The kidneys of older adults may not work as well as they used to. This can cause your body to process drugs more slowly. As a result, more of a drug stays in your body for a longer time. This increases your risk of side effects.
Your doctor may start you on a lowered dose or a different medication schedule. This can help keep levels of this drug from building up too much in your body.
Disclaimer: Our goal is to provide you with the most relevant and current information. However, because drugs affect each person differently, we cannot guarantee that this list includes all possible dosages. This information is not a substitute for medical advice. Always speak with your doctor or pharmacist about dosages that are right for you.
Which drugs or supplements interact with Viruhexal?
Viruhexal may decrease levels of phenytoin (Dilantin) or valproic acid (Depakote, Depakote ER). Probenecid (Benemid) may increase Viruhexal serum levels by decreasing renal excretion of Viruhexal. Viruhexal may increase serum levels of theophylline (Theo-Dur, Respbid, Slo-Bid, Theo-24, Theolair, Uniphyl, Slo-Phyllin).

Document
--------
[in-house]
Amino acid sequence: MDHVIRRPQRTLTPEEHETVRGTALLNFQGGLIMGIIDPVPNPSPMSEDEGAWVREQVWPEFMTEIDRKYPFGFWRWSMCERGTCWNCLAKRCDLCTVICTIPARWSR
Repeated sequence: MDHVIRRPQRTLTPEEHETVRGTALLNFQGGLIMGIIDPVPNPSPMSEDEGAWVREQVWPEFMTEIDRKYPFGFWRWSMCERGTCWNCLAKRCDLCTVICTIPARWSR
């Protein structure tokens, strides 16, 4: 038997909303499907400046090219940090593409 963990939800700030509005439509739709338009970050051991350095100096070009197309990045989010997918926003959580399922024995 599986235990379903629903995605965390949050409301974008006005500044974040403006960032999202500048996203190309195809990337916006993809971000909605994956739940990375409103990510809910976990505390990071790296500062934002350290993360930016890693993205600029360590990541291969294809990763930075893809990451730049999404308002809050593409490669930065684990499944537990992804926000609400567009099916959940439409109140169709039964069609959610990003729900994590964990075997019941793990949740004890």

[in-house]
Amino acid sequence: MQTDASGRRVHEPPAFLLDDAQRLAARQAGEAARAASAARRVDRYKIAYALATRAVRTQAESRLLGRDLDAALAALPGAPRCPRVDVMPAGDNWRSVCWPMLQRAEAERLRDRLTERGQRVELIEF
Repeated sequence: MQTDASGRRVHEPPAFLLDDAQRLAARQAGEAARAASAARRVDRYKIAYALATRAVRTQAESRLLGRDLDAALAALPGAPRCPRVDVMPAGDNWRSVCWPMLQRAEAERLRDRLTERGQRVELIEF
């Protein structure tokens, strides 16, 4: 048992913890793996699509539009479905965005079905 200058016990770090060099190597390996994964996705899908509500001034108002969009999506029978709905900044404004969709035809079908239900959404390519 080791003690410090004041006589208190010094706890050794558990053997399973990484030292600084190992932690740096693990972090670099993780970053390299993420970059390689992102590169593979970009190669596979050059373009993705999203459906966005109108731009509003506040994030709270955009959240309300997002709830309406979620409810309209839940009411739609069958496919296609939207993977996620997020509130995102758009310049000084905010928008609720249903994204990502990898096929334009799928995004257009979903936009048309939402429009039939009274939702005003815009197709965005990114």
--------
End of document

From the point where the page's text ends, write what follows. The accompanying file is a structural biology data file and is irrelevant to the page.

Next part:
Combining Viruhexal with cidofovir (Vistide), amphotericin B (Fungizone) or other drugs that reduce kidney function may increase harmful effects on the kidney.
Drug-drug. Interferon: additive effect
Nephrotoxic drugs: increased risk of nephrotoxicity
Probenecid: increased Viruhexal blood level
Zidovudine: increased CNS effects, especially drowsiness
Drug-diagnostic tests. Alanine aminotransferase, aspartate aminotransferase, bilirubin, blood urea nitrogen: increased levels
What should I avoid while taking Viruhexal?